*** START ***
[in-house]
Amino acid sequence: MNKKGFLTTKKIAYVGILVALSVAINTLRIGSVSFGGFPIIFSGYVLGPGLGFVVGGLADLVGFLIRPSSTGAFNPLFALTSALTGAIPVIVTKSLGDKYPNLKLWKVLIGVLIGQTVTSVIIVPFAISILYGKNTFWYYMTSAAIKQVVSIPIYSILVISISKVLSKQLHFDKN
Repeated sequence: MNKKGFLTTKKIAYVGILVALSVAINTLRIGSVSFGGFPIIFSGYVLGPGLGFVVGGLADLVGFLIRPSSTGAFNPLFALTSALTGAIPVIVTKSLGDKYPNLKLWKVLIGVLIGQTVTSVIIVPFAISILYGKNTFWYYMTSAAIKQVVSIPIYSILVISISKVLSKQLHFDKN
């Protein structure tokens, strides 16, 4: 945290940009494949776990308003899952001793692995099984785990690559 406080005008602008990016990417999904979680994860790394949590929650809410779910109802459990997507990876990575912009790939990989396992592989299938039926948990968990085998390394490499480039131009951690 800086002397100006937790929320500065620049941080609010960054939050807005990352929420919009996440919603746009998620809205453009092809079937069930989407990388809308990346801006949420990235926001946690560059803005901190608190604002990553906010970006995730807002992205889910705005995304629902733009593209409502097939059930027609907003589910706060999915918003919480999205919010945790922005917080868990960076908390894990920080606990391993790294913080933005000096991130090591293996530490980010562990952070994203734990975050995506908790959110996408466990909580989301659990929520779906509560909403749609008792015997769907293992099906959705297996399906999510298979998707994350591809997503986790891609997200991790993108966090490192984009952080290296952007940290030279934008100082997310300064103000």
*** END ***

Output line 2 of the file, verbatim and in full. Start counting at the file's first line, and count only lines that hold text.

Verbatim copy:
Amino acid sequence: MNKKGFLTTKKIAYVGILVALSVAINTLRIGSVSFGGFPIIFSGYVLGPGLGFVVGGLADLVGFLIRPSSTGAFNPLFALTSALTGAIPVIVTKSLGDKYPNLKLWKVLIGVLIGQTVTSVIIVPFAISILYGKNTFWYYMTSAAIKQVVSIPIYSILVISISKVLSKQLHFDKN